Listed in CAMRA’s historic pub interiors, this little pub keeps a timewarp feel. No real ale when we visited, sadly, but pleasant staff and locals, and the lager was bearable.
It’s still a nice pub. Great real ale, pretty good (rather than excellent) food. It’s a traditional backstreet pub, out of the way, but popularity has caught up with it, so it can be a struggle getting served or finding a seat, though they do take table reservations.
Near to the Hop Inn, and less grim. There’s a strong football theme, but at least there’s real ale- barman was friendly too. There’s cheap food (untried by us). Only real problem was my ale came in a plastic glass.
It’s own website lists it as a boutique hotel, and some Tripadvisor reviews seem favourable (for stag parties!), but based on my experience, that’s a bit misleading. It’s a pub loosely based on the Wetherspoon model, and rooms above. I can’t speak for the rooms, but the pub is cheap food, keg beer, loud TVs and other ‘entertainment’, and a bit grubby.
Traditional pub in Bournemouth’s Triangle area. We’d planned a visit to The Goat and Tricycle, (updated post here) but it was rammed, and this was the next traditional-style pub we came to. Warm welcome, decent beer, and a pleasant place to have a proper pint rather than restaurants or a hotel bar.
A couple of real ales, no food I could see. It’s a gay pub, if that bothers you in any way (not me, in the slightest), but as a definitely straight forty-something couple, we were made to feel welcome.
The Crown has been refurbished. Ouside is smartened up, with new plants and seating with sheilding from the A5 (which, even on a cold February night, we used), because….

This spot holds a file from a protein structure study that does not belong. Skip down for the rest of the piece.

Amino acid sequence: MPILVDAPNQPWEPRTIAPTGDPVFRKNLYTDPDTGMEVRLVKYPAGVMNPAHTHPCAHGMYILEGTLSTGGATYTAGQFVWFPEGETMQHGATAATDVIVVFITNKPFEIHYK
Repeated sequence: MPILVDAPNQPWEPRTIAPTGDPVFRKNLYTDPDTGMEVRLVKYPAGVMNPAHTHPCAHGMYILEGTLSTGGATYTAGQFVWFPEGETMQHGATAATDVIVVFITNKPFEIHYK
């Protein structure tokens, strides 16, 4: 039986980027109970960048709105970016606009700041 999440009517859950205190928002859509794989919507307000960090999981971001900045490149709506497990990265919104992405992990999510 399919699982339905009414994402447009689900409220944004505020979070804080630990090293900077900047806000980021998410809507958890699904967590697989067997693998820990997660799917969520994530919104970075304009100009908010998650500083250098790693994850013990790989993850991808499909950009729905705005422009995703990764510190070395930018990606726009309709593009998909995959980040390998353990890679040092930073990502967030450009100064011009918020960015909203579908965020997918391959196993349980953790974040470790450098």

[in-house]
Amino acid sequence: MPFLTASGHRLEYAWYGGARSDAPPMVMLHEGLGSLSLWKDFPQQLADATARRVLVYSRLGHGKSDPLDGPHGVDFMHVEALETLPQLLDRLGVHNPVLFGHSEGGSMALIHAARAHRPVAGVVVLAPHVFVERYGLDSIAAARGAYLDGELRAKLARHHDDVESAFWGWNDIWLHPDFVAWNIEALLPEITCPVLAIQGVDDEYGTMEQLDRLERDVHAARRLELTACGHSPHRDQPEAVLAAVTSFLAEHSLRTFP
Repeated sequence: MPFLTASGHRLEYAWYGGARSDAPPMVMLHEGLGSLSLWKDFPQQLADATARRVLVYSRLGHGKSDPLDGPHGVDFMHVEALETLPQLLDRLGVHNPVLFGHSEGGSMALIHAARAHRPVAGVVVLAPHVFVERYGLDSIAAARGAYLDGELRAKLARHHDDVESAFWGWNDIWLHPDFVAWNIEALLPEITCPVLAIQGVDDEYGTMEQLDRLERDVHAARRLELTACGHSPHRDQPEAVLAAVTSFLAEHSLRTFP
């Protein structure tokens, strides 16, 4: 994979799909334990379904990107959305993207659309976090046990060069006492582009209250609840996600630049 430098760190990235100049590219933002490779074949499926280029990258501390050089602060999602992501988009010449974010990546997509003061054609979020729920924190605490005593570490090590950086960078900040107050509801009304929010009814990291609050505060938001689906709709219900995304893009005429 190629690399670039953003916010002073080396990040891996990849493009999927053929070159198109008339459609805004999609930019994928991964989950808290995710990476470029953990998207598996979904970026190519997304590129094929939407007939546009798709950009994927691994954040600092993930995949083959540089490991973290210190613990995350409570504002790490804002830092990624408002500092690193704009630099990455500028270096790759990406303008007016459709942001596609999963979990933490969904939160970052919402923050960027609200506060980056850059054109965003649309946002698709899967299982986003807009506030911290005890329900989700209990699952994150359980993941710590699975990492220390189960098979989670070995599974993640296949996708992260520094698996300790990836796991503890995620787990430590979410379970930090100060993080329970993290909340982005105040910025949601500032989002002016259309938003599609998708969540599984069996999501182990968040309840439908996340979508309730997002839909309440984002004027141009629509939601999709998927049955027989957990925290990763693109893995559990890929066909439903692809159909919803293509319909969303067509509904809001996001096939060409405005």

…It’s even more of a restaurant and less of a pub. In doing that, the canteen like feel has been reduced, but this is very much not a pub, but a family feedbag type restaurant, part of the Martsons empire. If that’s what you’re after, it’s an improvement and not unpleasant. It’s fresh and clean, and very popular, but the beer is pricey and there’s no pub atmosphere. Staff were pleasant, and there’s some real ale, as well as actual decent lager, an increasingly rare thing these days, but we found ourselves missing the small, traditional pub-like area at one end which used to be there.
The Fountain always was a nice pub, so it was sad when it closed in August 2011, due to the pubco owners pricing the landlady out. Just after that, the lovely building next door caught fire.
The good point of this is that those nice people at the Backyard Brewhouse have bought it, and it’s now been open a week.
It’s lovely. As nice as The Swan, which is nice. A traditional, backstreet pub just on the edge of the town centre with Backyard’s fine selection of beer (four or five ales when I visited, and their own lager, plus others), and friendly staff and a nice atmosphere, Just the thing after Christmas shopping. It’s been tidied up and refurbed, but not stripped out.
Since it’s not a huge pubco’s pub, the prices are very reasonable too- you’ll see respectable change from 3 quid for a pint, which is good going these days. There was music, but it was quiet enough for conversation.
No food at present, but I’m told it’s on it’s way.
Reputedly the oldest surviving building in Belfast, this dates from 1711. Inside, it’s a pleasant bar with traditional decor. It’s a music venue at night, and serves food pretty much all day. We visited twice, the second time being marred only by the people with the screaming child. Staff were great, food good, and beer OK (one real ale). Surprisingly, it’s part of a small chain, Botanic Inns, but that doesn’t spoil it.
This is good on this occaision: we wanted breakfast for less than our hotel, and that’s what we got. An excellent Ulster Fry at a bargain price, with, I hasten to add, soft drinks. We also revisted later in the week when I was sick of crappy lagerfizz and wanted actual beer.
Staff friendly, beer top-notch, food good value. On the down side, the tables were typically sticky by the evening, and it was a bit lacking in atmosphere.
Probably the most famous pub in Belfast, this is a proper, ornate Victorian Gin Palace. It’s owned by the National Trust, and magnificent is the only way to describe it: stained glass, booths, ornate tiling- probably actually better than the sublime Bartons Arms, which is saying something. It’s also one of the few places to find real ale in Belfast.
Staff were finne, great atmosphere too. The only problem? It’s far, far too popular, so gatting a seat is near impossible.